7. If you could change one thing about the world (and we know you can) what would it be?

Definitely the gender gap – the perception that women are worth less than men, ability- and salary-wise.  It’s 2010, not 1950! Women are out there in the workforce right alongside men and earnings should be based on performance, not gender. Reading stories such as this from James Chartrand: “Why James Chartrand Wears Women’s Underpants” and Whitney Johnson “Can “Nice Girls” Negotiate?” should make *everyone* outraged, not just the women who are being discriminated against. What type of message are we sending our daughters when we allow manufacturers to discriminate against girls with pink toys being lesser quality than the blue ones? Whether it’s a microscope or handtools, the color (or gender of the intended audience) shouldn’t dictate the power or quality, as indicated in this article on “Careful, Girls! That’s Too Much Power!”.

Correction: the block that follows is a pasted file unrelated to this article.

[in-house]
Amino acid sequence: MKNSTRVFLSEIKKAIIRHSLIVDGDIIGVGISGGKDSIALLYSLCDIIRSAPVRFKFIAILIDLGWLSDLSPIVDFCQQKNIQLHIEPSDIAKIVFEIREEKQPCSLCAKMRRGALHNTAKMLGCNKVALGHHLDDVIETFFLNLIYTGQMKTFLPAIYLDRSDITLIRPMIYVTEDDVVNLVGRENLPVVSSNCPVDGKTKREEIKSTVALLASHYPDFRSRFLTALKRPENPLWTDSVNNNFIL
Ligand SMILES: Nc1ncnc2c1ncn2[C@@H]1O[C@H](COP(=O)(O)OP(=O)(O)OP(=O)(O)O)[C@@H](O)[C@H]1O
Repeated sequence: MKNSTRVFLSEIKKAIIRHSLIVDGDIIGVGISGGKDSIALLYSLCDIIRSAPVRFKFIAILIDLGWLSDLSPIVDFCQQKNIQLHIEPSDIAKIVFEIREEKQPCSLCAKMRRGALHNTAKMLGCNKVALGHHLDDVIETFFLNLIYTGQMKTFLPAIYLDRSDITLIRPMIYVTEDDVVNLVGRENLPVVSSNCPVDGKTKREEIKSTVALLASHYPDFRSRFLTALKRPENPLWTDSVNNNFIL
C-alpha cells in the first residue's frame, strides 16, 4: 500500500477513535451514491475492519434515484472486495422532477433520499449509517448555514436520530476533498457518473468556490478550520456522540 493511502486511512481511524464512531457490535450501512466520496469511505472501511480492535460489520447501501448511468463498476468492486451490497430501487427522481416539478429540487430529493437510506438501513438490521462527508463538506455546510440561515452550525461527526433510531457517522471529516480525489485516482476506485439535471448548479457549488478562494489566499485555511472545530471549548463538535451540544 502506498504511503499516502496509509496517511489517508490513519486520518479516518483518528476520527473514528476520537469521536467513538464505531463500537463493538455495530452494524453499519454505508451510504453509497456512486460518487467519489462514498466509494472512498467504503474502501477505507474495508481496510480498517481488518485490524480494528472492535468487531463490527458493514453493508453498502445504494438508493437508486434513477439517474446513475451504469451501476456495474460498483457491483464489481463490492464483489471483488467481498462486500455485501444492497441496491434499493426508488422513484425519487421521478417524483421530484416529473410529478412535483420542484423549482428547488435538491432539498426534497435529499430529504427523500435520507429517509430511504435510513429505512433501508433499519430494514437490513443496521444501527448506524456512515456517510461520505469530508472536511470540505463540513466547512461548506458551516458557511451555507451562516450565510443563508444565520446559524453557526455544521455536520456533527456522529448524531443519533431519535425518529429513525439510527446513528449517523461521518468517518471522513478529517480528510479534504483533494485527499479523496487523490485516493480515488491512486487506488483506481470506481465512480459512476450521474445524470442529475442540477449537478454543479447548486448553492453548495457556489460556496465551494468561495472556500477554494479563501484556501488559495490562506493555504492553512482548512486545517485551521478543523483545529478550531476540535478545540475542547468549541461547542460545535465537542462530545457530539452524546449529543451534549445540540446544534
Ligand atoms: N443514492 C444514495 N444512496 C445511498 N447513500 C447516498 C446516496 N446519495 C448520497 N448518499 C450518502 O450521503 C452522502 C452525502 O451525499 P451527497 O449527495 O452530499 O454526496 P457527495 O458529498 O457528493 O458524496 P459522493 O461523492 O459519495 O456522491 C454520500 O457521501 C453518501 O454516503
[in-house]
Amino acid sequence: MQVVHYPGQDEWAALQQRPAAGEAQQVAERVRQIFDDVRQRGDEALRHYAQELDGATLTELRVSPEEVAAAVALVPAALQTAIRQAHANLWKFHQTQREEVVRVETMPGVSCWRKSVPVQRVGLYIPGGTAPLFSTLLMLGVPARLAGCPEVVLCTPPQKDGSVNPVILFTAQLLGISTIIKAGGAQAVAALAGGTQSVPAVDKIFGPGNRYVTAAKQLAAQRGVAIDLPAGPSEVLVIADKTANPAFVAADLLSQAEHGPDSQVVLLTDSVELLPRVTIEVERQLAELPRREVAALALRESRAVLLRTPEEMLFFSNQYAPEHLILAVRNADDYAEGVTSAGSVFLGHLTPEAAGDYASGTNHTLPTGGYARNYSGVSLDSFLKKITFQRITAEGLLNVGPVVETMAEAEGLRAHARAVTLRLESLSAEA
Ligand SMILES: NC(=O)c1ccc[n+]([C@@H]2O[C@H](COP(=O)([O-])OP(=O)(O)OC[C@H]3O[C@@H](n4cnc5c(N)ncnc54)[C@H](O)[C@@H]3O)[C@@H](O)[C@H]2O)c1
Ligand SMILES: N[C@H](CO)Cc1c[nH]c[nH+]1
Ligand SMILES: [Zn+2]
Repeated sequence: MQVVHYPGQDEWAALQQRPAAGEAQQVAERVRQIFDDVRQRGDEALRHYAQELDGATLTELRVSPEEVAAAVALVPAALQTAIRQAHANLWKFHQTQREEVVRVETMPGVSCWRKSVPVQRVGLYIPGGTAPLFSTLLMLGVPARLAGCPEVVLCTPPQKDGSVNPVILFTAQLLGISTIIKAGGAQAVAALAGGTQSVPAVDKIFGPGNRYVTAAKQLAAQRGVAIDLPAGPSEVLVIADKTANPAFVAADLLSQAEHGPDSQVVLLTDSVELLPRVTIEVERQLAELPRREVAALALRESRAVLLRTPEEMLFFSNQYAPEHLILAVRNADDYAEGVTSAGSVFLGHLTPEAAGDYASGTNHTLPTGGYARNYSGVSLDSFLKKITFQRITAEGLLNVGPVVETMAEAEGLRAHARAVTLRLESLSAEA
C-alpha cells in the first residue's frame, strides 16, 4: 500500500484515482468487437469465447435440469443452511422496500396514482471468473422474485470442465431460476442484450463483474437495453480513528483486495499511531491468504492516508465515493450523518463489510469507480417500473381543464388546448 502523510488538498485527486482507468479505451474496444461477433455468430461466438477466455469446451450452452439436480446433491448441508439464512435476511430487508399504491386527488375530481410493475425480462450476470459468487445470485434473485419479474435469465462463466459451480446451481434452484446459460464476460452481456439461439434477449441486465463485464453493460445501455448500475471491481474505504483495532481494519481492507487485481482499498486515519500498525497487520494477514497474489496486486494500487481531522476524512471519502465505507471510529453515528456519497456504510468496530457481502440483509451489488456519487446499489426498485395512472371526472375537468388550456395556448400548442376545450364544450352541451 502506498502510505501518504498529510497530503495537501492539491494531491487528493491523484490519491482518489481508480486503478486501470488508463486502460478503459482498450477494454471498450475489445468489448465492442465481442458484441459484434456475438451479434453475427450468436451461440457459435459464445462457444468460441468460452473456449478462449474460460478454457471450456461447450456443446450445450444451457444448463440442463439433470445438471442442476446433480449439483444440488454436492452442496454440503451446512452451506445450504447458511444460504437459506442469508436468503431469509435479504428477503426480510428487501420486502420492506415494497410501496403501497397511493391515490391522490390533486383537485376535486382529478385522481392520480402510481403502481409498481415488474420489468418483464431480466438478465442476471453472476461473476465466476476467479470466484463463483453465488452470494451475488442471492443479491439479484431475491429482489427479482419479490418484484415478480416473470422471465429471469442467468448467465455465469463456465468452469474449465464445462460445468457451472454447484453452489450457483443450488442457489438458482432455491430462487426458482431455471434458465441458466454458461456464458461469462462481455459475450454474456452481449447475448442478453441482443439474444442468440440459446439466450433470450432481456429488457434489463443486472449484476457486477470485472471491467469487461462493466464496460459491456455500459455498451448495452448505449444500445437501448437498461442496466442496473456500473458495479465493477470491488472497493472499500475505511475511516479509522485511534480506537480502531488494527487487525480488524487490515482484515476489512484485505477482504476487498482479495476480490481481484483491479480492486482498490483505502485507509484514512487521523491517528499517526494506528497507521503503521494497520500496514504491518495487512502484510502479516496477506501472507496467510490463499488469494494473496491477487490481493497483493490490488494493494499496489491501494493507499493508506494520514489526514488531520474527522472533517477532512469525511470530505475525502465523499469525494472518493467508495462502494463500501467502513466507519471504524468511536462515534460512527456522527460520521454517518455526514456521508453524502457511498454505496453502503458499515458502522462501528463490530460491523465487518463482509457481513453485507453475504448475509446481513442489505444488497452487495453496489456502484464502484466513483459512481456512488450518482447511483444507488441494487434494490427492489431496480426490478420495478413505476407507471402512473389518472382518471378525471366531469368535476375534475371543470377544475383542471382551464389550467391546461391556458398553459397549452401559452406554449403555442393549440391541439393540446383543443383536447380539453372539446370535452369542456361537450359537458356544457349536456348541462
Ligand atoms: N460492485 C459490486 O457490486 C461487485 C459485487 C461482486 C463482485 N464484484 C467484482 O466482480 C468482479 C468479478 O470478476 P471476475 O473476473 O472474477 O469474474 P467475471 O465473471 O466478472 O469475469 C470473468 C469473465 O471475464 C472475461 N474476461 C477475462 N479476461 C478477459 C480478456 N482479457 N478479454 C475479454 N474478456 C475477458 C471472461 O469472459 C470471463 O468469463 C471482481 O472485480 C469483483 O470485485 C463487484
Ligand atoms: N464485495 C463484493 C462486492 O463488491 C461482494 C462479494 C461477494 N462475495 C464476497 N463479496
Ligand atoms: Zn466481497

8. What is your desire, wish or goal for Geek Girl Camp 2010?

For each woman who attends to go home after the Bootcamp and feel confident that they can learn/do anything they set their minds to. And for each of them to convince 5 other women to attend a Bootcamp and feel the same way!

9. If the Geek Girls could have 1 minute to talk to the world, what would we say?

We’re here, and we’re not going anywhere. The time has come for equality. Women of the world: you have a responsibility to yourselves and future generations to stand up and take the initiative if you want things to change.

Sue Malomo’s Bio: